Californian John Adams, who Ed Driscoll of PJMedia.com calls the most famous and important classical composer in the world, premiered his new work Scheherazade.2, March 26, at the Lincoln Center for the Performing Arts in the heart of hip Manhattan.
Adams introduced his work saying he was motivated by an exhibition he saw in Paris concerning the legendary Islamic queen Scheherazade. If you don’t know the story, it concerns an Islamic Persian king who upon marrying a new wife would behead the old one. He had gone through a thousand women by the time he got to Scheherazade.
Scheherazade, of course, had a plan. Before her beheading, she asked to bid farewell to her sister. The king consented and during her farewell she told the sister a story which the king overheard. She stopped in the middle as dawn was breaking and the king asked her to continue. She said should couldn’t as it was time for her beheading. The king postponed the execution for a day so she could finish it for him. She did the next night but started another which again stopped in the middle before dawn. So the king again postponed things and this went on for 1,001 nights and become the inspiration for Bugs Bunny cartoons and Walt Disney movies.
Anyway by the time the stories were finished, the king had fallen in love with Scheherazade and she lived happily ever after with a serial killer.
Adams said that after seeing the exhibit he read One Thousand and One Arabian Nights and was appalled by “casual brutality toward women” it depicted. During this time, he also began reading of the treatment of women in various third-world Islamic-influenced places such as Egypt and Afghanistan.
So he explained this to his audience at his work’s premier, and then for some bizarre reason felt obliged to add regarding the oppression of women: “find it on Rush Limbaugh.”
This sanctimonious twit compared Rush Limbaugh to people who kill girls because they had been raped and women because they had affairs.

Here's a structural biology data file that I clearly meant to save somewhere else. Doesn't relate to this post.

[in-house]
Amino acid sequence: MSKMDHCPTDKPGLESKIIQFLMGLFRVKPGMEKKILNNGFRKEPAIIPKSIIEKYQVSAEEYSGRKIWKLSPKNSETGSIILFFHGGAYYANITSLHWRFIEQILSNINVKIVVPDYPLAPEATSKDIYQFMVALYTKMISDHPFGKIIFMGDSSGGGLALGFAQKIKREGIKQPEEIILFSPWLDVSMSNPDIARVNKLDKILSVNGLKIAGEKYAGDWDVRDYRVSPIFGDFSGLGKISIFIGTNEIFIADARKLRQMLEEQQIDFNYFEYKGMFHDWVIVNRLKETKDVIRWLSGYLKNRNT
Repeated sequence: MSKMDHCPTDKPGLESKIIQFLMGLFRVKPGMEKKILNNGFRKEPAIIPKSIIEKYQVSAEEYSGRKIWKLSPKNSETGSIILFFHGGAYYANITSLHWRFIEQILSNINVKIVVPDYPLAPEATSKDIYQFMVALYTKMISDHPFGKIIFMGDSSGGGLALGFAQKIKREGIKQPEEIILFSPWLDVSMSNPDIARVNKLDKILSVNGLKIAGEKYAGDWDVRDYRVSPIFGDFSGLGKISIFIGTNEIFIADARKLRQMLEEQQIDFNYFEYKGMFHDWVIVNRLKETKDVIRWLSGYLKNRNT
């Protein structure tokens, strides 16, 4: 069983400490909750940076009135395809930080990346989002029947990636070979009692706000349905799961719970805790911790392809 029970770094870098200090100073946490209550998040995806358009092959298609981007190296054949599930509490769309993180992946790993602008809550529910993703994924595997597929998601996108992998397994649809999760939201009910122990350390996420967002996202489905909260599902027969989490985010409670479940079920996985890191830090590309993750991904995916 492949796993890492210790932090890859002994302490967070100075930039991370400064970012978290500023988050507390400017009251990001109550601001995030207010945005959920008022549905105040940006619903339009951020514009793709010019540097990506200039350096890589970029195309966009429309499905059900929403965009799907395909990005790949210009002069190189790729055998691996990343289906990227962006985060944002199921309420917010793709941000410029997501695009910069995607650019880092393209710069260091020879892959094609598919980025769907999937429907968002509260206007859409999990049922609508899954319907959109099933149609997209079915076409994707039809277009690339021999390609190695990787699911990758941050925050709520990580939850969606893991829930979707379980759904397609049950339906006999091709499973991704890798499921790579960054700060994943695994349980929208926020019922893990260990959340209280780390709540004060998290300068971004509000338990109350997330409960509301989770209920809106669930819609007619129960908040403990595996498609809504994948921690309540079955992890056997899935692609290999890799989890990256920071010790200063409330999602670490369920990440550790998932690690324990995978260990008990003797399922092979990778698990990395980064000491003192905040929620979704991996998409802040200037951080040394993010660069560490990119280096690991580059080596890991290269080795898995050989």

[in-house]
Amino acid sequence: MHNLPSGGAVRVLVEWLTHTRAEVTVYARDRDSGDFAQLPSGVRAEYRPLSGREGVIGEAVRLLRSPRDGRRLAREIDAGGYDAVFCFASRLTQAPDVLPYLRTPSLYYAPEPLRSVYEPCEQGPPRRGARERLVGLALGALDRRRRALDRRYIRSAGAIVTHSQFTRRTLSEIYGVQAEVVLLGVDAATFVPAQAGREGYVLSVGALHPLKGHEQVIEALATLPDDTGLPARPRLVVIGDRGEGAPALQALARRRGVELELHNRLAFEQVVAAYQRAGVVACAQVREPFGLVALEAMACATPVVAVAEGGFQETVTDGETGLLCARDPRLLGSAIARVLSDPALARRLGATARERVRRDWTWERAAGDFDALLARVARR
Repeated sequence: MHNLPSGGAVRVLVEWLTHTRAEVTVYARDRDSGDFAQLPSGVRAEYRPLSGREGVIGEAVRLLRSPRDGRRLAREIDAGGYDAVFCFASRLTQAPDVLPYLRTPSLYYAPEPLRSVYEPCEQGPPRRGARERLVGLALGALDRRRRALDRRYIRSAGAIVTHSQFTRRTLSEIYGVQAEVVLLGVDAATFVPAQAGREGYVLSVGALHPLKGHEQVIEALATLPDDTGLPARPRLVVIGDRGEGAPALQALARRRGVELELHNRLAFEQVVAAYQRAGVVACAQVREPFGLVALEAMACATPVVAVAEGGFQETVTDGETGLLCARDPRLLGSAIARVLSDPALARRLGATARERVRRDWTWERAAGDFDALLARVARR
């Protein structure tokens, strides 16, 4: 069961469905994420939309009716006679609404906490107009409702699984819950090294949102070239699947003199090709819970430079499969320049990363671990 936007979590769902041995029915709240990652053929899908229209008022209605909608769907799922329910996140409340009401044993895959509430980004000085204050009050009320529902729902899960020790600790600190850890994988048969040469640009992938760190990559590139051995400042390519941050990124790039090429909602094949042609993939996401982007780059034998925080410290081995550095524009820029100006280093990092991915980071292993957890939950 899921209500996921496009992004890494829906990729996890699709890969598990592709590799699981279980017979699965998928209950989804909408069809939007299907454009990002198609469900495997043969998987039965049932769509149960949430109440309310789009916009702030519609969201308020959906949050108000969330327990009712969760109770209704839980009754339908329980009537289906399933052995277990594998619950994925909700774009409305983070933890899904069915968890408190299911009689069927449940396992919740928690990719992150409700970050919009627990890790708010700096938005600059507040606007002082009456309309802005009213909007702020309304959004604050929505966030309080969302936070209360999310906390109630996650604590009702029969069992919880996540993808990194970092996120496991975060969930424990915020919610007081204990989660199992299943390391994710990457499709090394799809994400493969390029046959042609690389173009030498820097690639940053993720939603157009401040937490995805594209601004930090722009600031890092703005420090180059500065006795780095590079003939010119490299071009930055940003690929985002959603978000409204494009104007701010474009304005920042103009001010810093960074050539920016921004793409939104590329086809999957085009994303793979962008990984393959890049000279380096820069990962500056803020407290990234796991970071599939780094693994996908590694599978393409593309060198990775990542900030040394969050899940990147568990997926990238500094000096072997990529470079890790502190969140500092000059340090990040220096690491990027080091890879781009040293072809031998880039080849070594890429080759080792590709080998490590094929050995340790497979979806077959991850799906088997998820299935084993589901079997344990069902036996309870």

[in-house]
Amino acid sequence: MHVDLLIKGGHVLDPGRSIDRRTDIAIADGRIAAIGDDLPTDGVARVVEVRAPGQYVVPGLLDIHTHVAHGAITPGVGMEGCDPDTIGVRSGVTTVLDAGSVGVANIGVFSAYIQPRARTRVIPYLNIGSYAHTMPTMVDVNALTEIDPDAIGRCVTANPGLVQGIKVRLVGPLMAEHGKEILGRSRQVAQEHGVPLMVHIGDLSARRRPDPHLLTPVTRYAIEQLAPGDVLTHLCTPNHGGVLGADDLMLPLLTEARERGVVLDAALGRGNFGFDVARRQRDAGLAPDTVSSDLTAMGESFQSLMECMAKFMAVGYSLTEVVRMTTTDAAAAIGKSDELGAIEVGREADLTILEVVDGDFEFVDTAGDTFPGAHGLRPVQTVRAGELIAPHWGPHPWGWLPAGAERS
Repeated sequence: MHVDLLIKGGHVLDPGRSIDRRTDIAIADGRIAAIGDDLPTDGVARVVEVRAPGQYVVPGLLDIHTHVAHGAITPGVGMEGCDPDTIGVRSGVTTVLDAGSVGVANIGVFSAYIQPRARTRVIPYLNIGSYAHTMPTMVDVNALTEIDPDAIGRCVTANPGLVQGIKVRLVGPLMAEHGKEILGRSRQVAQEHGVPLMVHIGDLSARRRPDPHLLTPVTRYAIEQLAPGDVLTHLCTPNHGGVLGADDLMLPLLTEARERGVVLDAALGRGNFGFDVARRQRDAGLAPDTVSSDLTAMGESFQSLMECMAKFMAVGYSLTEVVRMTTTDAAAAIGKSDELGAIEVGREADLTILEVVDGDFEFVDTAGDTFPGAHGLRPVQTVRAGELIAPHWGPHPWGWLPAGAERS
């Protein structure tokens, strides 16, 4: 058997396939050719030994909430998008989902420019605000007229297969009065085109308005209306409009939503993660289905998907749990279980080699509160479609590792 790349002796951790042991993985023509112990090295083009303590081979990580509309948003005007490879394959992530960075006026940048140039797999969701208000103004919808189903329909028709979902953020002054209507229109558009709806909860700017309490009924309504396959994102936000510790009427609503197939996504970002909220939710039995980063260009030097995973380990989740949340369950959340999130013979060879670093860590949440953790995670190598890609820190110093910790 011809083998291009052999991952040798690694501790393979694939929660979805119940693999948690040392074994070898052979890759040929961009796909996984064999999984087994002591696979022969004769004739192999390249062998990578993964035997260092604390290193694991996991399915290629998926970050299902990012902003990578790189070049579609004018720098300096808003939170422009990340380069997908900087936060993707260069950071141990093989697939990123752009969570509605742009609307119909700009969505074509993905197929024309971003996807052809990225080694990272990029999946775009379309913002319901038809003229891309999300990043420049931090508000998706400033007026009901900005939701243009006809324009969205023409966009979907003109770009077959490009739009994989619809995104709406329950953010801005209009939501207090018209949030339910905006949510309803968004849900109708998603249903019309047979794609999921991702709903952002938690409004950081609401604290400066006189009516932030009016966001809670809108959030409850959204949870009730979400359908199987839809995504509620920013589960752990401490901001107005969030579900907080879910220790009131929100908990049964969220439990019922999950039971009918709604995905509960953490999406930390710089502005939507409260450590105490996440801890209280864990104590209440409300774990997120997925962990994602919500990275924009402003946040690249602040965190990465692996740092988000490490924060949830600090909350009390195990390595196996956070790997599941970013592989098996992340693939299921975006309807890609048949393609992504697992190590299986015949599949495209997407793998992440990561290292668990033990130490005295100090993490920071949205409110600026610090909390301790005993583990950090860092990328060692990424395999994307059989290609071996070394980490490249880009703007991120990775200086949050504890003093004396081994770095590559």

There is nothing wrong with disagreeing with Limbaugh. There is nothing wrong with calling Rush a blowhard. But bearing false witness is a big wrong and that’s what Adams did.
We seriously doubt that the has every listened to Limbaugh live and in any sort of context but is merely parroting the conventional wisdom of the his insular crowd.
What’s even sicker is the reaction of his crowd which gave a long round of applause to the slander.
In 2009, Limbaugh was part of a group that was attempting to buy the St. Louis Rams football team. The old media reported that he said on his radio show that James Earl Ray deserved a medal for the murder of Martin Luther King Jr. and that slavery was beneficial. The quotes were fabricated but still placed in his Wikipedia biography as fact. Those who know of the scrutiny Limbaugh faces for every word he utters — which one would reasonably think is everyone in professional journalism — would reject the quotes out of hand. Yet they were reported as true and hence ended his chance at becoming a team owner.
All decent people have a responsibility to defend those being slandered not just if but especially if they disagree with them. Further, all intelligent people should be suspicious of those who use slander to further a political cause.
What Adams and his crowd did was shameful.
For what it’s worth, Wiki, in the latest editing of Rush’s bio, does not even mention the Rams incident.
For those interested in a first-hand take, Rush can be heard in the Philadelphia area from noon to 3 p.m. on WPHT 1210 AM or on the web here.
Below is Adams introduction to Scheherazade.2